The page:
Rising sea surface temperatures and acidic waters could eliminate nearly all existing coral reef habitats by 2100, suggesting restoration projects in these areas will likely meet serious challenges, according to new research.
The bleak outlook forecasts that warming oceans and rising seas could have a devastating impact on ocean ecosystems, suggesting that current efforts to restore dying corals will likely encounter difficulties as global warming continues to decimate habitats that could once support healthy reef systems.
“By 2100, it’s looking quite grim,” Renee Setter, a biogeographer at the University of Hawaii at Mānoa, said in a statement. She presented her findings at the annual Ocean Sciences Meeting, which is being held from Feb. 16 to 21 in San Diego.
Setter and her colleagues’ simulated ocean environments in which coral reefs currently exist based on projections of sea surface temperature, ocean acidification, wave energy, pollution, and fishing practices. They found that by 2100, there will likely be few to zero suitable habitats remaining for corals.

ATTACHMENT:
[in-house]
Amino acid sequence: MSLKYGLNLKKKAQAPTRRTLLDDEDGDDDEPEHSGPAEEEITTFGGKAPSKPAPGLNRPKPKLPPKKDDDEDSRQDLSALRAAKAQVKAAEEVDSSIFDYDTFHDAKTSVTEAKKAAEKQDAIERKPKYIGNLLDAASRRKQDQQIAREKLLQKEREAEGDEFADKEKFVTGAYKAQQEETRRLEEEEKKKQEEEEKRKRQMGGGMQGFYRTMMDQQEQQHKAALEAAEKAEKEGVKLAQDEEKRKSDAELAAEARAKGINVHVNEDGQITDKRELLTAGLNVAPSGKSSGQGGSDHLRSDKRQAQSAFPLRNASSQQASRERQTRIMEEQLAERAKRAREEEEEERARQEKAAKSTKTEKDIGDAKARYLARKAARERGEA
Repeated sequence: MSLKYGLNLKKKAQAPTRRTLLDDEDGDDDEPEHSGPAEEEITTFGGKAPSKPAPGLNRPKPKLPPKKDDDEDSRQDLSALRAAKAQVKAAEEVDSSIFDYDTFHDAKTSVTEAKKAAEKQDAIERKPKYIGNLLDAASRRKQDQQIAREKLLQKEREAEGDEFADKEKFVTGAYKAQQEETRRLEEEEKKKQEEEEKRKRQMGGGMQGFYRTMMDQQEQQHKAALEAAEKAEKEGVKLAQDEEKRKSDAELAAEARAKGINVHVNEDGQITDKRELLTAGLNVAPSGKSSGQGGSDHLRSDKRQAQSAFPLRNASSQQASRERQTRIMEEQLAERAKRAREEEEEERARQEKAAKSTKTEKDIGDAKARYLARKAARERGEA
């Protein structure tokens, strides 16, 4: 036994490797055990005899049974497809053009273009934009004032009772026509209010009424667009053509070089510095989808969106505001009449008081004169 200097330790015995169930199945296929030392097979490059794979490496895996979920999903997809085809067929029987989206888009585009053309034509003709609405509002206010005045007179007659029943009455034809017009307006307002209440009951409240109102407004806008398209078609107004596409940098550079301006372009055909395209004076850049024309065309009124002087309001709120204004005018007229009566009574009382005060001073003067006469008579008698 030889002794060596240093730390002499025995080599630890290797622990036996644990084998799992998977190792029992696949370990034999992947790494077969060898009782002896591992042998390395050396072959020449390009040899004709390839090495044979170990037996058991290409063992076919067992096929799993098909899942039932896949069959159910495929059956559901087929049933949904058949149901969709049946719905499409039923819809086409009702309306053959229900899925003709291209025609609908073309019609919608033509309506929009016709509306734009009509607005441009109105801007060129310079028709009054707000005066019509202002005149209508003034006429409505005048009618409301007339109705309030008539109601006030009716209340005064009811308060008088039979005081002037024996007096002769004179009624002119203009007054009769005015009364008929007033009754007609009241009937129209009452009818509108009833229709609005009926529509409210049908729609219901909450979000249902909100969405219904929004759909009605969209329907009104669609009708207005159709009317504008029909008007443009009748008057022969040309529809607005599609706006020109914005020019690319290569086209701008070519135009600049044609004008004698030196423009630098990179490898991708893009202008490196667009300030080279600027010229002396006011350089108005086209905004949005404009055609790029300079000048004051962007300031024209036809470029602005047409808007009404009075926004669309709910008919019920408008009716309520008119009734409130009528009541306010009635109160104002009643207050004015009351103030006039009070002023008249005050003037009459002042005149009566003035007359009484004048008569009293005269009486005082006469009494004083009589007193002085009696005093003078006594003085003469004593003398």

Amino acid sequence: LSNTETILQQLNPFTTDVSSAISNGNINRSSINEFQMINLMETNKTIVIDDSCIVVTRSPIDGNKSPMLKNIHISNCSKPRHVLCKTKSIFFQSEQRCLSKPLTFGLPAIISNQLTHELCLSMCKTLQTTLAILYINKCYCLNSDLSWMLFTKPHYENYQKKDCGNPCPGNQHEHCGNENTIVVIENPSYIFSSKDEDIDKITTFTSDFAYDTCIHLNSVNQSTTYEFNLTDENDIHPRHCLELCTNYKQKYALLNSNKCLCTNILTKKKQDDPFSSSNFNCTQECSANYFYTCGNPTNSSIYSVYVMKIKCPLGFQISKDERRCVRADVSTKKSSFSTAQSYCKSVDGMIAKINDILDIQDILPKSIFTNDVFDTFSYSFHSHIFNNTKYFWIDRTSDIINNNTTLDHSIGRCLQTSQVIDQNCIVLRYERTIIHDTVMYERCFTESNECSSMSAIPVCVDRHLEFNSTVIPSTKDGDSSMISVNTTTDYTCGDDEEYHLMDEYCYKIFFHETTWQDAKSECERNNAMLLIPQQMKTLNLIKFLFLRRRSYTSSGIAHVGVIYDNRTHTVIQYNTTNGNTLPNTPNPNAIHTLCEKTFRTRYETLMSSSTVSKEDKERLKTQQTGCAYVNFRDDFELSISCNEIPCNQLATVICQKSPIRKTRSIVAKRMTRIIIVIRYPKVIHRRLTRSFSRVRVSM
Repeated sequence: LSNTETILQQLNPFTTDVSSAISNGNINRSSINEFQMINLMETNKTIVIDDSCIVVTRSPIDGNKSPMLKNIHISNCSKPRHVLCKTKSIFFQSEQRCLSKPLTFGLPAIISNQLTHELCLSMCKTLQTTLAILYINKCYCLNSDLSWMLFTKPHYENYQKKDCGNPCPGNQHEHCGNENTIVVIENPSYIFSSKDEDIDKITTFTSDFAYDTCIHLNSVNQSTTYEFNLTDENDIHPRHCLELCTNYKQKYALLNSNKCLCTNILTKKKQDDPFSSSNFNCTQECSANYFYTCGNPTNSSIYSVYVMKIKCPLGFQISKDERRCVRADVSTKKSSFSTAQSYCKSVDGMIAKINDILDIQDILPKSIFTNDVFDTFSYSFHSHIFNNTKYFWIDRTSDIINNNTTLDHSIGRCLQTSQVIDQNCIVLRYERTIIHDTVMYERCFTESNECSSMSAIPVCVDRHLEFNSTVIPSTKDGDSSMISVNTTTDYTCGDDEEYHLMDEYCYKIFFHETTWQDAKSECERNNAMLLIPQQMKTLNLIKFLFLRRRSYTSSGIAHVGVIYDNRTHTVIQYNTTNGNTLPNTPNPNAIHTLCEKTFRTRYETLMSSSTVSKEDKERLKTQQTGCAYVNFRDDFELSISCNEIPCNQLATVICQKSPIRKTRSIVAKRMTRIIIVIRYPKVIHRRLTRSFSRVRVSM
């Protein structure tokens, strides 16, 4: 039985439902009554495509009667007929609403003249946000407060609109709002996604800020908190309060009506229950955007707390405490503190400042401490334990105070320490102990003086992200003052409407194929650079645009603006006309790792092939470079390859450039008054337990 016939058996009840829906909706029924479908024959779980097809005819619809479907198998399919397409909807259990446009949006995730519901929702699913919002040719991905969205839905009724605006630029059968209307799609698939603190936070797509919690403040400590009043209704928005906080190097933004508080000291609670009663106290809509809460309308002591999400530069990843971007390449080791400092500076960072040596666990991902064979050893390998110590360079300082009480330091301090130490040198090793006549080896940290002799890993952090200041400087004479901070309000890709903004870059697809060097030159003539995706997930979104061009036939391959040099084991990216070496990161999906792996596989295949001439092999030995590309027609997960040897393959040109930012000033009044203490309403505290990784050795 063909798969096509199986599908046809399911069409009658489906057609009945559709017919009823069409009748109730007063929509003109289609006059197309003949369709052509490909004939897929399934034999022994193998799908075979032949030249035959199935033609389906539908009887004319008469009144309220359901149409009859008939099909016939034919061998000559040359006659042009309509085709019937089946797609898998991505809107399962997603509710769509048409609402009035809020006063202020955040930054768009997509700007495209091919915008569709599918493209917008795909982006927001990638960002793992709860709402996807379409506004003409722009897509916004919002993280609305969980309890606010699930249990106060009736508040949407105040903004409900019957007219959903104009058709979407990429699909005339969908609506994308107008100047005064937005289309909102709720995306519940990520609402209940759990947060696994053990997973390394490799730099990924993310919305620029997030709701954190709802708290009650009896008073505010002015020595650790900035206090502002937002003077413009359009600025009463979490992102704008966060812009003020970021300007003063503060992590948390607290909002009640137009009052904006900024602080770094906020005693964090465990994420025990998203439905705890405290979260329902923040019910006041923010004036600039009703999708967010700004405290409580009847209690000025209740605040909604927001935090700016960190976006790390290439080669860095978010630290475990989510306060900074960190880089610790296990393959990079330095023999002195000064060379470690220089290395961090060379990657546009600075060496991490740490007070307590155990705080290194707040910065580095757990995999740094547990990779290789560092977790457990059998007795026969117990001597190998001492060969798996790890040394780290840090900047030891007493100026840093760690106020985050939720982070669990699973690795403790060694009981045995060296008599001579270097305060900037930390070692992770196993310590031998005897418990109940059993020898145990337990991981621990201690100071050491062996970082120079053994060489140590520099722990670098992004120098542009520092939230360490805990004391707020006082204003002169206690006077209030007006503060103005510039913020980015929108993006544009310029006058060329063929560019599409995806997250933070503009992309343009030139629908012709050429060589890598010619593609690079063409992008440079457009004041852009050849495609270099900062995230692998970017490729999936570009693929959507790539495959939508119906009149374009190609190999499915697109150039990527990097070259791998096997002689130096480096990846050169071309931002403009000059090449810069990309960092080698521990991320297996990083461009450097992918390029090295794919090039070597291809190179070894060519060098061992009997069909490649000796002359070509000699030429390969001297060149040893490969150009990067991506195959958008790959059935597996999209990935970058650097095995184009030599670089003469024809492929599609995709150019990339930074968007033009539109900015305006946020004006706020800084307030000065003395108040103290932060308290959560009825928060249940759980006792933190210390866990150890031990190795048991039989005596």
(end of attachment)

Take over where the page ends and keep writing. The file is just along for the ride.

The results highlight some of the devastating impacts Earth’s warming climate will have on marine life, according to the researchers. Although pollution poses numerous threats to ocean creatures, the new research suggests corals are most at risk from emission-driven changes in their environment.
Greenhouse gases, such as carbon dioxide, trap heat in the atmosphere, increasing global surface, and ocean temperatures. And when carbon dioxide mixes with ocean water, the resulting chemical reactions make the water more acidic.
This combination of warming seas and ocean acidification is already threatening coral reefs around the world, causing these ecosystems to undergo so-called bleaching events.
“Trying to clean up the beaches is great, and trying to combat pollution is fantastic. We need to continue those efforts,” Setter said. “But at the end of the day, fighting climate change is really what we need to be advocating to protect corals and avoid compounded stressors.”
The few sites that could support reefs by the end of the century include small portions of Baja, California, and the Red Sea, according to the researchers.
Between 2014 and 2017, roughly 75 percent of the world’s tropical coral reefs experienced warm conditions that were severe enough to trigger bleaching events, according to the National Oceanic and Atmospheric Administration. And in 2016 and 2017, about half of the coral in Australia’s Great Barrier Reef died after record heat triggered mass bleaching.
The researchers found most of the parts of the ocean where coral reefs exist today won’t be suitable habitats for corals by 2045, and the situation worsened as the simulation extended to 2100.
Beyond climate change, coral reefs are also under threat from illegal fishing, coastal development projects, and pollution.